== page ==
Body & Fitness

How to get straighter, younger looking teeth

A dazzling smile can make a huge difference to how you look – and improve your wellbeing!

Naturally, as we get older, we expect that our teeth will start to deteriorate, but beyond the coffee stains, the broken fillings, and general wear and tear, there are several other factors that can contribute to our smile making us look older than our years.

What happens to our teeth

“Over time, it’s common for teeth to become crooked, even if you had braces when you were in your teens,” says Dr Ross Anning of Auckland City Orthodontics. This can make it more difficult to keep your teeth clean which, in turn, affects the health of your teeth and gums.

Interestingly, the term “long in the tooth” is a very accurate way of describing old age too. “Gum recession can occur, causing teeth to appear longer and in some instances, they can become more sensitive,” adds Dr Anning.

Even the way our teeth bite together can alter

Dr Anning explains that “bite changes [the way the upper and lower jaw bite together] can increase the potential for tooth wear and in more severe cases gum damage”.

The ageing effect

Our teeth help to support the framework of our face. Changes in our bite, for example, can shrink the height of our face. “Think of the way someone looks without their dentures,

but in a less pronounced way,” says Dr Anning.

You may think braces are for teens, but this is no longer the case. There are now options like Incognito Hidden Braces, which you can’t see from the front, and Invisalign that are also virtually invisible.

Crowding is another issue “When teeth become crooked and cross over each other due to a lack of space in the jaw and/or natural movement of the teeth over time, it can decrease the support of the soft tissues surrounding the mouth and cause lines around the mouth to appear more prominent,” tells Dr Anning.

Even the angle of our teeth can make a difference. “If the back teeth start leaning inwards, the smile will appear more narrow, creating dark corridors down the side of the smile.”

What can be done

Dr Anning recommends keeping up with regular visits to your general dentist to ensure the ongoing health of your teeth and gums as you age. Another option is to visit a specialist orthodontist to find out about straightening your teeth to achieve a broader, younger-looking smile. “Straightening crooked teeth can not only improve the aesthetics and function of the teeth, but it can also improve lip and cheek support, giving a more youthful facial appearance. It also makes cleaning your teeth easier,” says Dr Anning. In many cases, if your teeth are in need of restoration with crowns and veneers, having orthodontic treatment can make these treatments easier and more effective.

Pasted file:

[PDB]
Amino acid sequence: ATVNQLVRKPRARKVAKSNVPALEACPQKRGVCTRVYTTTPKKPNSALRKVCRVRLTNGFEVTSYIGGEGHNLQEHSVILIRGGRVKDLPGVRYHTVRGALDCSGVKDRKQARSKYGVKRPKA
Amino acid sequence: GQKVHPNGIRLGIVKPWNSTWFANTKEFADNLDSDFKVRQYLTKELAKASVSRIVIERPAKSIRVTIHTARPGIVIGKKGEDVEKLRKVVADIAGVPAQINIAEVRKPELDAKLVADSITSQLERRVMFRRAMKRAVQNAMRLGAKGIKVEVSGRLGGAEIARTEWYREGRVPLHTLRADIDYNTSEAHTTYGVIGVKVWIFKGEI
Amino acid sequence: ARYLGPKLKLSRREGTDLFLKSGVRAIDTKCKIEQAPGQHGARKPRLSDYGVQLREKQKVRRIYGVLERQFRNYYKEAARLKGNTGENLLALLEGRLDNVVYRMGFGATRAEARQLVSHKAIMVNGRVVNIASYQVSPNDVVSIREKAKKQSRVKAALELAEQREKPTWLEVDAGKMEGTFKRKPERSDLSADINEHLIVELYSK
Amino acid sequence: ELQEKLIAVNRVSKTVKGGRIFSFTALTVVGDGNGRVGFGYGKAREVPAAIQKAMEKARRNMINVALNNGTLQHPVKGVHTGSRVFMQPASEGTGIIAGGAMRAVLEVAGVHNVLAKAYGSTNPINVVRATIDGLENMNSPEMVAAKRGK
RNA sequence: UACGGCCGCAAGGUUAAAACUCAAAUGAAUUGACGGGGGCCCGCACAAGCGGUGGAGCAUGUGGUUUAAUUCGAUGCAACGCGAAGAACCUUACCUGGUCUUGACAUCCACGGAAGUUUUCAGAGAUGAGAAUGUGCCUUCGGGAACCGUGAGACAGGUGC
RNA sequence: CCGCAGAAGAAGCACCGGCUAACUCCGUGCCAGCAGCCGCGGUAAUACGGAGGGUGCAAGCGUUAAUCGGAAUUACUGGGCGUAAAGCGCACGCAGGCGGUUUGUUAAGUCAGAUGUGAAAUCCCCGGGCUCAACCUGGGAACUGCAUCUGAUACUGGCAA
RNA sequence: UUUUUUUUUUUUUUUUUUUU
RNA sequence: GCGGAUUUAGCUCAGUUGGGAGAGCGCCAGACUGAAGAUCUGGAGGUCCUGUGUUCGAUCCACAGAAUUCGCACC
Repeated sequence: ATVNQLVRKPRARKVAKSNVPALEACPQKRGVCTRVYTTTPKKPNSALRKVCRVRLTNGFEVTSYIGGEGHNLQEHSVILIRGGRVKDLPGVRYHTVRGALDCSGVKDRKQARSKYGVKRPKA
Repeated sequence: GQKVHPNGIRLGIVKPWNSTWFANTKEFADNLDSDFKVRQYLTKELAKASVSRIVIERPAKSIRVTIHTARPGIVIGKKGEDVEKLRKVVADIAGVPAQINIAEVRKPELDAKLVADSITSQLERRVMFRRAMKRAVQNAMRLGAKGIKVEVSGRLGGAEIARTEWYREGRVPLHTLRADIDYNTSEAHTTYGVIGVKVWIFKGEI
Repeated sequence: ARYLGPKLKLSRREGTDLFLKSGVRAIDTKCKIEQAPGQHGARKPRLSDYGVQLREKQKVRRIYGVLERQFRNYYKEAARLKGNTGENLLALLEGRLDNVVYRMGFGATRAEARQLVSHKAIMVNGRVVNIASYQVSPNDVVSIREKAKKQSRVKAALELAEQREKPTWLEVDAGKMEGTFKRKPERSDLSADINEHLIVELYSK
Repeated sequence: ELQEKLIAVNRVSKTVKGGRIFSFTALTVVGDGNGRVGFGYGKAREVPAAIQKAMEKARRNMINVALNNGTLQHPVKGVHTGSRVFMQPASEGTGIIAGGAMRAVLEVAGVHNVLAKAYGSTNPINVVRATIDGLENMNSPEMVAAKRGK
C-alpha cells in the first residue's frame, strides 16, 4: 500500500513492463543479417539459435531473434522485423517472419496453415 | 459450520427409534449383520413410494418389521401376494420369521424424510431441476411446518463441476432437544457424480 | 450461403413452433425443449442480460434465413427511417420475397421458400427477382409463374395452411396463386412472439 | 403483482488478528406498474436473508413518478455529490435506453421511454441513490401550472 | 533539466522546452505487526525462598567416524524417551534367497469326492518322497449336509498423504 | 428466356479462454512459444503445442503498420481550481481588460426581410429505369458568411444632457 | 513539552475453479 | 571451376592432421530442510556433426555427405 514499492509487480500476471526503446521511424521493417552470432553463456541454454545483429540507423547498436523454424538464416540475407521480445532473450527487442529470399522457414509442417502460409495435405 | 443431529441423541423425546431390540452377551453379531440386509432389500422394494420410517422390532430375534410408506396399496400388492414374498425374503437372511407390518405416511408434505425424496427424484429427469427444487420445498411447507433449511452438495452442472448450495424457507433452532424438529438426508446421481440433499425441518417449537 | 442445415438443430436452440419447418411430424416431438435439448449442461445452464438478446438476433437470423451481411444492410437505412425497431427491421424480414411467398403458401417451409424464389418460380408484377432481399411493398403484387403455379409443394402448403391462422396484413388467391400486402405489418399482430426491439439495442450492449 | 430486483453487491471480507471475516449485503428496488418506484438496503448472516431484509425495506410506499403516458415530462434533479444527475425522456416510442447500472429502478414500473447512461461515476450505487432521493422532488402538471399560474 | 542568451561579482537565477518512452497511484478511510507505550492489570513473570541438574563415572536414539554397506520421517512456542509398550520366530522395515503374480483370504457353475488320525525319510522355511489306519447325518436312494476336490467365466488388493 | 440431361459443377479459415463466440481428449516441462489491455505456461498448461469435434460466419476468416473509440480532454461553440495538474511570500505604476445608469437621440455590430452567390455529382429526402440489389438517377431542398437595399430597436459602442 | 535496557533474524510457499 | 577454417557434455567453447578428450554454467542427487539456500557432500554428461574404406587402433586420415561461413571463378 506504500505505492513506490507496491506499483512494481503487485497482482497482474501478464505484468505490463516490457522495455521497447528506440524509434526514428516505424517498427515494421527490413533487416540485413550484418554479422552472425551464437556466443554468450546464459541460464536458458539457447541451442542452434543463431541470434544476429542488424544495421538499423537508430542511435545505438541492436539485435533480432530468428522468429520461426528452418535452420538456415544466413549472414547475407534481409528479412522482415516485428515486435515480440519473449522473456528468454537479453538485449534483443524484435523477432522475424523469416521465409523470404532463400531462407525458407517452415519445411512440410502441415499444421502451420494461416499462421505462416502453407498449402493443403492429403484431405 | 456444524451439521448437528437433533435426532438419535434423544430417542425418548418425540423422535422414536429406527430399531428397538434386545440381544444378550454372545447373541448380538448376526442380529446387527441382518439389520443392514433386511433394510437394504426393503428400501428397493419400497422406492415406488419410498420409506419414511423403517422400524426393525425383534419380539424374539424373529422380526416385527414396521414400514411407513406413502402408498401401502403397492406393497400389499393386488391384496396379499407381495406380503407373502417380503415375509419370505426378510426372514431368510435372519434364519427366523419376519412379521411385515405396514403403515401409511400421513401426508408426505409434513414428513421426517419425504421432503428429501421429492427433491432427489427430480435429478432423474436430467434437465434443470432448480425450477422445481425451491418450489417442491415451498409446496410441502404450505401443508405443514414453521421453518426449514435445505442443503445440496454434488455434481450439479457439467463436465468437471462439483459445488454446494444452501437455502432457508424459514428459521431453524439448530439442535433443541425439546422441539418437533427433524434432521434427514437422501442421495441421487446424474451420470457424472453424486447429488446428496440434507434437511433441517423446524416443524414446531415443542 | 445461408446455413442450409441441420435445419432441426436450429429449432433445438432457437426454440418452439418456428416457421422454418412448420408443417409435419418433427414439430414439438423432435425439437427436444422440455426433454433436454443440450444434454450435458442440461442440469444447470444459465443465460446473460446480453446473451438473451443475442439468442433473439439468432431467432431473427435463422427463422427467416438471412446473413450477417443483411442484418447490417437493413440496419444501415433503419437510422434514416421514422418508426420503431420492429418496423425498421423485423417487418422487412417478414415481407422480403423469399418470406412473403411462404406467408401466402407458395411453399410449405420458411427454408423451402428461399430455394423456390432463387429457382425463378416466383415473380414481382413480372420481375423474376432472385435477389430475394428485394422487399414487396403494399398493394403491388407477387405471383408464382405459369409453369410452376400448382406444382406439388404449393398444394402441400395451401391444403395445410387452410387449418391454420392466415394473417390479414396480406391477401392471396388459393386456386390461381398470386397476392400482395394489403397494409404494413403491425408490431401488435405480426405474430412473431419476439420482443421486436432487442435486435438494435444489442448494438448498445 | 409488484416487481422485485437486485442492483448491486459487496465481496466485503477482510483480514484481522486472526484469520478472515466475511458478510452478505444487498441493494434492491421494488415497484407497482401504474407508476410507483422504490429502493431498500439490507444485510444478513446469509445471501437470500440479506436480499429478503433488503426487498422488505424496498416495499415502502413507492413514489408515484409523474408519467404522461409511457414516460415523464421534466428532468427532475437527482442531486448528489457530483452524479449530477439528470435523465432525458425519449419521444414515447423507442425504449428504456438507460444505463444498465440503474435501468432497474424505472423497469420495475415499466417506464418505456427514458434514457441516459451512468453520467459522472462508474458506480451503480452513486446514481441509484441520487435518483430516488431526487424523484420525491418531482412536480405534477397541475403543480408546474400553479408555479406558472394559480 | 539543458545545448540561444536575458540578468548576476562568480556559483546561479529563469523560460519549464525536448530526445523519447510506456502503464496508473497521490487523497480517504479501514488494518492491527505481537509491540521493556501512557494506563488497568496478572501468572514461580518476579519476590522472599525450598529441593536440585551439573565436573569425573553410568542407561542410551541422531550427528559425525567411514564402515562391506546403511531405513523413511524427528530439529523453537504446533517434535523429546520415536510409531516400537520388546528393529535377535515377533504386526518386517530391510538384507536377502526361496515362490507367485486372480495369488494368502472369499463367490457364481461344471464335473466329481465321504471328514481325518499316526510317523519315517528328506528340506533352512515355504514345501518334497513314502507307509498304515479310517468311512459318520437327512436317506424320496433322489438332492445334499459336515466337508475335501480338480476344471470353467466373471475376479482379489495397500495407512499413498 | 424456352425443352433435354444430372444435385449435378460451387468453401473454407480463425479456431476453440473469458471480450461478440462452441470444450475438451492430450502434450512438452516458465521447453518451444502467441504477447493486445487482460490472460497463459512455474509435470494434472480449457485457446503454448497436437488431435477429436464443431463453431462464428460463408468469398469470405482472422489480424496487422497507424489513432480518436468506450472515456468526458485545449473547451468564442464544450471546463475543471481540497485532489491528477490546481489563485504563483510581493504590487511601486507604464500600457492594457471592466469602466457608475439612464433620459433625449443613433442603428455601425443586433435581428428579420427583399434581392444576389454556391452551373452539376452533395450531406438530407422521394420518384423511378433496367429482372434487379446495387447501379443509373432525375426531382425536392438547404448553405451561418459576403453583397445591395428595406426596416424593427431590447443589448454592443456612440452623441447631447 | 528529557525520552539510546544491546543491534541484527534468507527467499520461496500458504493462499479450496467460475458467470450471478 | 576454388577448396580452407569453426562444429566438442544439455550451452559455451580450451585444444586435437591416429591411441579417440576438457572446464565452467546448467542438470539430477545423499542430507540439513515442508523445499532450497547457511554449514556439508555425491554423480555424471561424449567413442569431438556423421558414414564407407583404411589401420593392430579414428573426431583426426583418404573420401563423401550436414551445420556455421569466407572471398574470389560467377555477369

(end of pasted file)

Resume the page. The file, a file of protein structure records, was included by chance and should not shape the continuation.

But braces? At my age?

Although there is a perception that orthodontics are for teenagers, Dr Anning says this simply isn’t the case. In his Auckland practice, adult orthodontics are his focus. “I have straightened teeth of people in their sixties,” he says. It doesn’t necessarily mean walking around with train tracks on your teeth either. “There are an increasing number of treatment options that provide a more discreet way of straightening teeth, which appeal to adults,” says Dr Anning.

They include Invisalign, which are removable, clear aligners that are virtually invisible on the teeth; and Incognito Hidden Braces, which are placed on the back of the teeth and totally invisible from the front. And these days, even the more traditional braces worn on the front of the teeth can be made more discreet with smaller brackets that are closely matched to the colour of your teeth.

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